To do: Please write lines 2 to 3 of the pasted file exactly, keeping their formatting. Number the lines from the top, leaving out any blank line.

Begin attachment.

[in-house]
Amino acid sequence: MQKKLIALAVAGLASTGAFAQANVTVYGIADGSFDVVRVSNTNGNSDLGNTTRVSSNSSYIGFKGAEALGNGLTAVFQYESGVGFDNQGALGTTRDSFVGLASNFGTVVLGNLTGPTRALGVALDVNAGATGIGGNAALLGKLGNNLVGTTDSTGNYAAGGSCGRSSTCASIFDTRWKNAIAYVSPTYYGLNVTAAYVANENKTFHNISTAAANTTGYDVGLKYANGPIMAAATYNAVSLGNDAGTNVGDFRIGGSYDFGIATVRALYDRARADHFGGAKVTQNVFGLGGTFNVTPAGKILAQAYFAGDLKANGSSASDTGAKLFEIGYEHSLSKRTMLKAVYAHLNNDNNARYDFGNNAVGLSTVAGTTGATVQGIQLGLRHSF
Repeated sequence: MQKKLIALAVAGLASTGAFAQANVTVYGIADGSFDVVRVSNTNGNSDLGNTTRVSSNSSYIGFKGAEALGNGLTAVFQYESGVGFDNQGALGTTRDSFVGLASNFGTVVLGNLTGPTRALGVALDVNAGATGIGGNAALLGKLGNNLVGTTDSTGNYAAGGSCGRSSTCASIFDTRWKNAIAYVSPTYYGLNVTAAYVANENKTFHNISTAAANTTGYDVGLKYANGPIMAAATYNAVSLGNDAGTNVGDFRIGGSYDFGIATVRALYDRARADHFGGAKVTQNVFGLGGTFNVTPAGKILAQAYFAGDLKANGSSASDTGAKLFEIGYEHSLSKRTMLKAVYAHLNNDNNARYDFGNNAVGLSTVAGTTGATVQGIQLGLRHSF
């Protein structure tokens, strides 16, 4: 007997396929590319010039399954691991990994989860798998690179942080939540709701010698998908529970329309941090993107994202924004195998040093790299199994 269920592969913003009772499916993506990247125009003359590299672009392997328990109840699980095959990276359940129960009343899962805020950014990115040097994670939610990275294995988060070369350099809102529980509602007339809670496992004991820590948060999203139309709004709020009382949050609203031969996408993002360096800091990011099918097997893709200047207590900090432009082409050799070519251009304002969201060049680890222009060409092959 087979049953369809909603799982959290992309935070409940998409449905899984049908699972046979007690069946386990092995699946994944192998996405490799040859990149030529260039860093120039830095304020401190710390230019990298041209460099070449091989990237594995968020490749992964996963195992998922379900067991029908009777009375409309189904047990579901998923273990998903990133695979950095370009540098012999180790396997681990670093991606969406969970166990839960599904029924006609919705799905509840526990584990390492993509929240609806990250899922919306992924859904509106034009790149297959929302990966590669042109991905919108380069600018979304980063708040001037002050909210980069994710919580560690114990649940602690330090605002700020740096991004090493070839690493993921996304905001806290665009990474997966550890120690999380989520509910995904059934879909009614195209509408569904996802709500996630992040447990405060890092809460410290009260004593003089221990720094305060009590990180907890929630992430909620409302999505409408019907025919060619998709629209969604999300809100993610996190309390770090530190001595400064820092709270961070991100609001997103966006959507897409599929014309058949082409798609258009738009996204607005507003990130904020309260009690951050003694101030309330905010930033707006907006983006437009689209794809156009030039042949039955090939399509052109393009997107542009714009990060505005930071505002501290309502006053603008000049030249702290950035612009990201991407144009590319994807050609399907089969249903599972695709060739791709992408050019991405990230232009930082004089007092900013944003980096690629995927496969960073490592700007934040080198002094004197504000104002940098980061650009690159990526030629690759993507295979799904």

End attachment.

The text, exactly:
Amino acid sequence: MQKKLIALAVAGLASTGAFAQANVTVYGIADGSFDVVRVSNTNGNSDLGNTTRVSSNSSYIGFKGAEALGNGLTAVFQYESGVGFDNQGALGTTRDSFVGLASNFGTVVLGNLTGPTRALGVALDVNAGATGIGGNAALLGKLGNNLVGTTDSTGNYAAGGSCGRSSTCASIFDTRWKNAIAYVSPTYYGLNVTAAYVANENKTFHNISTAAANTTGYDVGLKYANGPIMAAATYNAVSLGNDAGTNVGDFRIGGSYDFGIATVRALYDRARADHFGGAKVTQNVFGLGGTFNVTPAGKILAQAYFAGDLKANGSSASDTGAKLFEIGYEHSLSKRTMLKAVYAHLNNDNNARYDFGNNAVGLSTVAGTTGATVQGIQLGLRHSF
Repeated sequence: MQKKLIALAVAGLASTGAFAQANVTVYGIADGSFDVVRVSNTNGNSDLGNTTRVSSNSSYIGFKGAEALGNGLTAVFQYESGVGFDNQGALGTTRDSFVGLASNFGTVVLGNLTGPTRALGVALDVNAGATGIGGNAALLGKLGNNLVGTTDSTGNYAAGGSCGRSSTCASIFDTRWKNAIAYVSPTYYGLNVTAAYVANENKTFHNISTAAANTTGYDVGLKYANGPIMAAATYNAVSLGNDAGTNVGDFRIGGSYDFGIATVRALYDRARADHFGGAKVTQNVFGLGGTFNVTPAGKILAQAYFAGDLKANGSSASDTGAKLFEIGYEHSLSKRTMLKAVYAHLNNDNNARYDFGNNAVGLSTVAGTTGATVQGIQLGLRHSF